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Proposed women's clinic debated

By Mike SeverRecord-Courier staff writer Published: December 10, 1997 12:00 AM

The contract in question is for a building in Lisbon to house a clinic for pregnant women and infants.

Auditor Janet Esposito told Commissioner Chris Smeiles Tuesday she wanted answers to several questions about the deal before she would certify the $425,000 in capital funds needed to close the purchase for the Columbiana County branch of Portage County's Women, Infants and Children nutrition program.

Esposito said she wanted to know if the money would be placed in an interest-bearing escrow account until the title to the building is turned over to the county in April. She also wondered what happens if the federal government ends the program.

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"As fiscal officer of this county, do I have a right to ask these questions?" Esposito asked Smeiles.

"That's not your call. The contract asks you to verify that the money is in the account," Smeiles replied.

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Esposito said she received the contract Thursday, and not certifying the funds in such a short time was not an untoward delay.

"I have never refused to sign that contract," she said. "I believe as an elected official I have a right to ask these questions.

"I don't think there's a county auditor in Ohio who doesn't ask questions to make sure there is appropriate expenditure of county funds," Esposito said. "I think I have a statutory responsibility to ask questions. I'm not a rubber stamp for the commissioners."

Smeiles and Esposito said they would put their questions and answers in writing for each other.

Commissioners are in the final stages of buying a building in a Lisbon office park to house the clinic.

"Our lease runs out in March, and the seller _ the builder _ is contracted to have the building completed by April 1. He is working to meet that deadline," Smeiles said. "He's working on the project based upon a handshake from the commissioners" that they will buy and occupy the building.

"Legally, technically, he could lose confidence in our agreement and sell the building to another party," he said.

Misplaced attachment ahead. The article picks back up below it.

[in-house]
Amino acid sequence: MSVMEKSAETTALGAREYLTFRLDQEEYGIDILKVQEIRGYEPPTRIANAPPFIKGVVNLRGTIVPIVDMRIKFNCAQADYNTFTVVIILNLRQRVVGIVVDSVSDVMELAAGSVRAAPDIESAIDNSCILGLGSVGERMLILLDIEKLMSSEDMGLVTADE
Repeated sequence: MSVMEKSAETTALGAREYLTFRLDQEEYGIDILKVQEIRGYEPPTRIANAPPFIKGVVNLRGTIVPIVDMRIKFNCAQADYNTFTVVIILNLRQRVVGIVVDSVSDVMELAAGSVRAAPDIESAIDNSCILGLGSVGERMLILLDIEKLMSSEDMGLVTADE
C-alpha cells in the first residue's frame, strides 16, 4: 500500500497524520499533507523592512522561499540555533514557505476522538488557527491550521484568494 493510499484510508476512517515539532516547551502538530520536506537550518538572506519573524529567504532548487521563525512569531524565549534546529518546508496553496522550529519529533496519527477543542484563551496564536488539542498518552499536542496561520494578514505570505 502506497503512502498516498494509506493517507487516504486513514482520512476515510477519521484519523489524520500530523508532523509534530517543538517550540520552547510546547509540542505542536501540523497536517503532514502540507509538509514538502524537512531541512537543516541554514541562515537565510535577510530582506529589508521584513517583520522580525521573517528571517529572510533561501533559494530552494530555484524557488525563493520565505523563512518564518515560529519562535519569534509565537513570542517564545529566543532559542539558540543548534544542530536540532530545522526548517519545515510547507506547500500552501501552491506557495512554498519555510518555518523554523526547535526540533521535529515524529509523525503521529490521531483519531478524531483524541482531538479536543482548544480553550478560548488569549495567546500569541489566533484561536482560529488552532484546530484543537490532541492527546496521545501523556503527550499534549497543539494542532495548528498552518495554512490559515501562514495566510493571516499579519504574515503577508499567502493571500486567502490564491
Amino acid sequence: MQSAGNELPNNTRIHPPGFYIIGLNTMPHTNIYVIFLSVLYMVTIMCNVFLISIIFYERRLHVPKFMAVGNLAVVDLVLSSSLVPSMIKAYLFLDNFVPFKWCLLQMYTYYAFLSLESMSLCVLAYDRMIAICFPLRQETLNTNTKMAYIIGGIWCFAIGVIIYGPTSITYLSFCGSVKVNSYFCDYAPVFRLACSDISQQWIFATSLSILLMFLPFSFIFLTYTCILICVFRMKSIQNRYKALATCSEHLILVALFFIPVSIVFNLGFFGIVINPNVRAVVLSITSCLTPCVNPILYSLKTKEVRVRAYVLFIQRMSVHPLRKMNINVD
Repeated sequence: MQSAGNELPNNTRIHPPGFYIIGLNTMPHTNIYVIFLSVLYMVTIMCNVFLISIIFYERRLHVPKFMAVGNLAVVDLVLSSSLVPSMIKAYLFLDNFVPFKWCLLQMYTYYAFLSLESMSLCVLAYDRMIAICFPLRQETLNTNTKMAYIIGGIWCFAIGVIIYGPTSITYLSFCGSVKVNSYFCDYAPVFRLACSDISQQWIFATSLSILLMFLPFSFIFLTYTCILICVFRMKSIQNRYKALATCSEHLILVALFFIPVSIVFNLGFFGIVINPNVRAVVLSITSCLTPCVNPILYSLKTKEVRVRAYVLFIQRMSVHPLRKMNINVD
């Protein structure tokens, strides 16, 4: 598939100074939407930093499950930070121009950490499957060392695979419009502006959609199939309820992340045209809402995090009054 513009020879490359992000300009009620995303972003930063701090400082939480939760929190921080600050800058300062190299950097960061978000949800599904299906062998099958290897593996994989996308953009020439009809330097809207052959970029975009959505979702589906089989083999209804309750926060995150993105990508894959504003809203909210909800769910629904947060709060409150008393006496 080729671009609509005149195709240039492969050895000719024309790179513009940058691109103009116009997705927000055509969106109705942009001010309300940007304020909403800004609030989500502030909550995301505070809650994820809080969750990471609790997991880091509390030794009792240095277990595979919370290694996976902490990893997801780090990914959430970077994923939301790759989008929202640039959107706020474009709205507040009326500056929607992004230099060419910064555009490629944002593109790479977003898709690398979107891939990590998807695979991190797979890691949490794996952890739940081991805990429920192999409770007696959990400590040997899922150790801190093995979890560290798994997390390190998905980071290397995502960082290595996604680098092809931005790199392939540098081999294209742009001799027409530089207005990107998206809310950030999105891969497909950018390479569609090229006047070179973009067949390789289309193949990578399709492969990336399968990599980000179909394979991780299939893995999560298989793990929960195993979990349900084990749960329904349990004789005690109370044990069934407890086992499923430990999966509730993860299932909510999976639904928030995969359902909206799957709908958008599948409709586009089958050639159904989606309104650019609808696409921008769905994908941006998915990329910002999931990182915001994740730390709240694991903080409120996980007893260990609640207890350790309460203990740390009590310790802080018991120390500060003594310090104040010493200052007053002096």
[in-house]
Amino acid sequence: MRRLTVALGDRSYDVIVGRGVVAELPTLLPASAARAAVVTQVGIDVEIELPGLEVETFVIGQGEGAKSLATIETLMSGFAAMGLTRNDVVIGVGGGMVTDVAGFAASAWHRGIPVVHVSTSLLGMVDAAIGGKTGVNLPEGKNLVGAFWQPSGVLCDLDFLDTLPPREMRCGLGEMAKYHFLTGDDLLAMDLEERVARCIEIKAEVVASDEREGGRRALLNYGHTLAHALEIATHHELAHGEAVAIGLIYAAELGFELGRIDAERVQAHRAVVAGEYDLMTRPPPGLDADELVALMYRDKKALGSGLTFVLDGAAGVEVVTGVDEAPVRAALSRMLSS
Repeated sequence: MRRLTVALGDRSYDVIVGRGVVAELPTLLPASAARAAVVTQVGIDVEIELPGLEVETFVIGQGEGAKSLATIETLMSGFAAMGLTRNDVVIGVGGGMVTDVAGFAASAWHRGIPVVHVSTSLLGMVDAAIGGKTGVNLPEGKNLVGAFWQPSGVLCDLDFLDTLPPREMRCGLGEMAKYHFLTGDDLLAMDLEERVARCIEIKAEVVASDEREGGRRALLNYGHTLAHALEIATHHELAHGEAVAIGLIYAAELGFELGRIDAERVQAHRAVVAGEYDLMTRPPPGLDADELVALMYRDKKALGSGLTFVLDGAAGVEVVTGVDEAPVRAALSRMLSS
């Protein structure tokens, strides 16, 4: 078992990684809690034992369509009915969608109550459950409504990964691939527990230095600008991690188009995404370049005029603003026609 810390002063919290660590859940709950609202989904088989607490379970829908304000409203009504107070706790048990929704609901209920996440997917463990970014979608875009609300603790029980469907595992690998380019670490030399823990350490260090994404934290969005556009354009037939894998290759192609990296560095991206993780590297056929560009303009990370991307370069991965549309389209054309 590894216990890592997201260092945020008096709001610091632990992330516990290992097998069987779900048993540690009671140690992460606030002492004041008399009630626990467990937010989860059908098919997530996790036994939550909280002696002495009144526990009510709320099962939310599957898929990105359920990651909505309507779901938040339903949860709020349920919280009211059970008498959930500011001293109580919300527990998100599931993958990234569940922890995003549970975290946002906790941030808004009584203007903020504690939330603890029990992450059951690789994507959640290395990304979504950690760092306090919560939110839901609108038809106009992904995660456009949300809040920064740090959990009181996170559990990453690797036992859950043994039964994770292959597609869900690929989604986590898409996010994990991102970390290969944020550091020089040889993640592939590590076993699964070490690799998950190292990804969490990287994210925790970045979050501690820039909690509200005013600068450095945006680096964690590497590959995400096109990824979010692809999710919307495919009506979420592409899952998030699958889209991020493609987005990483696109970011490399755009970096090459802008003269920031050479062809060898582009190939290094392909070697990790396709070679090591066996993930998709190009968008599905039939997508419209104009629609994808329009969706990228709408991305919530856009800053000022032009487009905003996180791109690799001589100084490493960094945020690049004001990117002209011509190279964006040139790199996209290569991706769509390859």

Smeiles said Esposito's questions have been answered by commissioners in the course of their negotiations.

"If there was a legal question to delay the contract, that's one thing. However, if it's pure stubbornness and one-upmanship on the part of Janet, that's totally unacceptable," Smeiles said.

"The only question that the auditor's office has in the contracting is certification of funds. Are the funds in the account to satisfy the contract? It's obvious to me that the auditor misses her job as a commissioner," Smeiles said.

Smeiles said he believes the auditor's delay is in retaliation for commissioners' failure last month to approve a $327,000 contract for a new real property tax computer system.

The WIC program is federally funded and provides food and medical examinations for expectant mothers and young children in families which meet income eligibility requirements.

Portage has had a WIC program for 22 years, said director Christine F. Jackovitz. It began serving Columbiana County in 1985 when that county lost its grantee agency. After moving the Columbiana clinic three times, the downtown building housing it now is for sale, and WIC must leave by March 1.

Commissioners have negotiated with developer Dickey & Son for a building under construction in a two-year-old office park northwest of downtown Lisbon. The builder is Sylvester and Dickey, a partnership of the developer and another builder.

"The neighborhood this is located in is the growth area of the region. It's surrounded by similar looking buildings and social services," Smeiles said.

Portage County would lease the building to WIC at a monthly rent high enough to cover the building cost and interest, commissioners said.

Jackovitz said the new location will be ideal for WIC since it is also home to other agencies that interact with WIC.

Commissioner Kathleen Chandler said she is comfortable with the project's outline.

"With the arrangements we're making here, we feel pretty secure," she said. "The developer wants to make an arrangement to buy back the building if we don't need it anymore."

One hold-up to the purchase is that the 1997-98 budget has not yet been funded by the federal government. The local WIC program's budget of about $800,000 annually has been fixed for the past two years, Jackovitz said.

The state Department of Health's Bureau of Women, Infants and Children also has not yet agreed to a budget increase for the Portage-Columbiana program.

Portage commissioners have presented their case to the state for a budget hike to cover a higher rent. Columbiana County commissioners agreed to pay the difference between rent amounts if the state doesn't approve a higher payment, Smeiles said.

Chandler said she doesn't expect state approval to be a problem.

"There's a shortage of available space in Lisbon, and so rents are relatively higher than what you might get here," she said. "So, by buying the building, we feel we're going to come out of it OK."

Commissioners plan to purchase the building out of Portage's capital fund, which has about $5 million.

"This money comes back to us in rent," Commissioner Chuck Keiper said. "So actually, over 15 years, we will recover all our money and have a $500,000 asset as opposed to paying rent forever."

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